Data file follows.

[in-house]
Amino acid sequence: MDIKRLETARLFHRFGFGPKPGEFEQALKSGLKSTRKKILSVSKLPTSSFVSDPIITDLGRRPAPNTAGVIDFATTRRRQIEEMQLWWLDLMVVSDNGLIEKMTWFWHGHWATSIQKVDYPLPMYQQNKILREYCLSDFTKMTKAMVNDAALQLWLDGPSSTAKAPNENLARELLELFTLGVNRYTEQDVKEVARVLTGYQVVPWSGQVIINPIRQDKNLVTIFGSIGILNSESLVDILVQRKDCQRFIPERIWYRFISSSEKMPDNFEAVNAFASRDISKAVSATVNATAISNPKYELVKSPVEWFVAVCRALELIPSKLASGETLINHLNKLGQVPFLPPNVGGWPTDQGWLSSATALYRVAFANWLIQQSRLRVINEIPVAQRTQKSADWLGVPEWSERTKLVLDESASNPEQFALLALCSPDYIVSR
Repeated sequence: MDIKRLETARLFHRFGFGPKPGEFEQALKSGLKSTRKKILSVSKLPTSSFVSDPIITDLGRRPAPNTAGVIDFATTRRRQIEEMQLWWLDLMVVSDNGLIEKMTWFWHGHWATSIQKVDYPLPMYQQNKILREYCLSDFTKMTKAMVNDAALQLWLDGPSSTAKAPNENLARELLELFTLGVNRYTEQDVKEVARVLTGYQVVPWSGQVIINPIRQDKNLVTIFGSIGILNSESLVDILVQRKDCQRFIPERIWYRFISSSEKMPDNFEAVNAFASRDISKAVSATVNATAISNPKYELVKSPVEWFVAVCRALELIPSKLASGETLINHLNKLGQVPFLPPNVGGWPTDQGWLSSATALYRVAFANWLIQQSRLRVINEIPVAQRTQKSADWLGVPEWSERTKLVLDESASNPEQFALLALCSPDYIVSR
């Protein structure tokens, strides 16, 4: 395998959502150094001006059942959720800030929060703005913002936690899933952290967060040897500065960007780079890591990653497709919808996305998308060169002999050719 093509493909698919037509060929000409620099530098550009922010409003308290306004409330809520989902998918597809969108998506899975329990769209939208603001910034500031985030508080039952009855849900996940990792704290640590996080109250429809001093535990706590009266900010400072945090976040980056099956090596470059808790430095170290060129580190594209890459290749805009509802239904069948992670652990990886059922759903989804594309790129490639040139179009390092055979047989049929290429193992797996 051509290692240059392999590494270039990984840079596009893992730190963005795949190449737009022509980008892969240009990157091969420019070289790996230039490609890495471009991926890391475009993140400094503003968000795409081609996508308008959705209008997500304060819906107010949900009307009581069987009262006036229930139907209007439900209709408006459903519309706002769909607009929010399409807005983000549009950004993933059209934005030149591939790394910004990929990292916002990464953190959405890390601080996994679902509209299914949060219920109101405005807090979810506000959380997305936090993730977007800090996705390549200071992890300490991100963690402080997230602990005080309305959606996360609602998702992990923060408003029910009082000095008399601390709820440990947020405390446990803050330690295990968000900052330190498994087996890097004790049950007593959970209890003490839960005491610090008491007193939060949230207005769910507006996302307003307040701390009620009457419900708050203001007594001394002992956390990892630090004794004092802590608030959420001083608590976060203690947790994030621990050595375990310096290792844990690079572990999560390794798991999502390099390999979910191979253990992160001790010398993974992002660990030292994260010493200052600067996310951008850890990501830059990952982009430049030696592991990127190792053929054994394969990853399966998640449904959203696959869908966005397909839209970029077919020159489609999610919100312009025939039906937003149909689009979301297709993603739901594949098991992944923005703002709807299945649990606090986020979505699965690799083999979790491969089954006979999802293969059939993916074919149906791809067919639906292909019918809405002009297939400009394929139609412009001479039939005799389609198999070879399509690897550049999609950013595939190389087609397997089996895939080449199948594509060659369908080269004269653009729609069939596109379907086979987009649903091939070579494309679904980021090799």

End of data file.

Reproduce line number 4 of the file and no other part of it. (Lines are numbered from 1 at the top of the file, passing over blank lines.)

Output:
């Protein structure tokens, strides 16, 4: 395998959502150094001006059942959720800030929060703005913002936690899933952290967060040897500065960007780079890591990653497709919808996305998308060169002999050719 093509493909698919037509060929000409620099530098550009922010409003308290306004409330809520989902998918597809969108998506899975329990769209939208603001910034500031985030508080039952009855849900996940990792704290640590996080109250429809001093535990706590009266900010400072945090976040980056099956090596470059808790430095170290060129580190594209890459290749805009509802239904069948992670652990990886059922759903989804594309790129490639040139179009390092055979047989049929290429193992797996 051509290692240059392999590494270039990984840079596009893992730190963005795949190449737009022509980008892969240009990157091969420019070289790996230039490609890495471009991926890391475009993140400094503003968000795409081609996508308008959705209008997500304060819906107010949900009307009581069987009262006036229930139907209007439900209709408006459903519309706002769909607009929010399409807005983000549009950004993933059209934005030149591939790394910004990929990292916002990464953190959405890390601080996994679902509209299914949060219920109101405005807090979810506000959380997305936090993730977007800090996705390549200071992890300490991100963690402080997230602990005080309305959606996360609602998702992990923060408003029910009082000095008399601390709820440990947020405390446990803050330690295990968000900052330190498994087996890097004790049950007593959970209890003490839960005491610090008491007193939060949230207005769910507006996302307003307040701390009620009457419900708050203001007594001394002992956390990892630090004794004092802590608030959420001083608590976060203690947790994030621990050595375990310096290792844990690079572990999560390794798991999502390099390999979910191979253990992160001790010398993974992002660990030292994260010493200052600067996310951008850890990501830059990952982009430049030696592991990127190792053929054994394969990853399966998640449904959203696959869908966005397909839209970029077919020159489609999610919100312009025939039906937003149909689009979301297709993603739901594949098991992944923005703002709807299945649990606090986020979505699965690799083999979790491969089954006979999802293969059939993916074919149906791809067919639906292909019918809405002009297939400009394929139609412009001479039939005799389609198999070879399509690897550049999609950013595939190389087609397997089996895939080449199948594509060659369908080269004269653009729609069939596109379907086979987009649903091939070579494309679904980021090799």